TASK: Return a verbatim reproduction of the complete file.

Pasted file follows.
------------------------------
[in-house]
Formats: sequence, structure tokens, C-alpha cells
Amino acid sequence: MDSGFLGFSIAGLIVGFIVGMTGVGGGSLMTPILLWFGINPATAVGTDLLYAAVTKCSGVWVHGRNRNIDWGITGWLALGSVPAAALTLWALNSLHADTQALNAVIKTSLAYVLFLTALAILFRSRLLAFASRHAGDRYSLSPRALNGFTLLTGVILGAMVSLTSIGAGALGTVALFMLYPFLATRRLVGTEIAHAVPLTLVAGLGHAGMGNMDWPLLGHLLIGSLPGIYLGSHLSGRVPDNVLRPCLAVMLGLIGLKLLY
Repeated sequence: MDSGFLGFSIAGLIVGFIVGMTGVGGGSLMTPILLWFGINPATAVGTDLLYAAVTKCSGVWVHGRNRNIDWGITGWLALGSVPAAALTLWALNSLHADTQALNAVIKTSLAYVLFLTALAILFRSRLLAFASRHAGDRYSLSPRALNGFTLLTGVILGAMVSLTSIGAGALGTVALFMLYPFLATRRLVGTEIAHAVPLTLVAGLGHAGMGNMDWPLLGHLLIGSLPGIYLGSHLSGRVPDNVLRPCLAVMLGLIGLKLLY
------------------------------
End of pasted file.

[in-house]
Formats: sequence, structure tokens, C-alpha cells
Amino acid sequence: MDSGFLGFSIAGLIVGFIVGMTGVGGGSLMTPILLWFGINPATAVGTDLLYAAVTKCSGVWVHGRNRNIDWGITGWLALGSVPAAALTLWALNSLHADTQALNAVIKTSLAYVLFLTALAILFRSRLLAFASRHAGDRYSLSPRALNGFTLLTGVILGAMVSLTSIGAGALGTVALFMLYPFLATRRLVGTEIAHAVPLTLVAGLGHAGMGNMDWPLLGHLLIGSLPGIYLGSHLSGRVPDNVLRPCLAVMLGLIGLKLLY
Repeated sequence: MDSGFLGFSIAGLIVGFIVGMTGVGGGSLMTPILLWFGINPATAVGTDLLYAAVTKCSGVWVHGRNRNIDWGITGWLALGSVPAAALTLWALNSLHADTQALNAVIKTSLAYVLFLTALAILFRSRLLAFASRHAGDRYSLSPRALNGFTLLTGVILGAMVSLTSIGAGALGTVALFMLYPFLATRRLVGTEIAHAVPLTLVAGLGHAGMGNMDWPLLGHLLIGSLPGIYLGSHLSGRVPDNVLRPCLAVMLGLIGLKLLY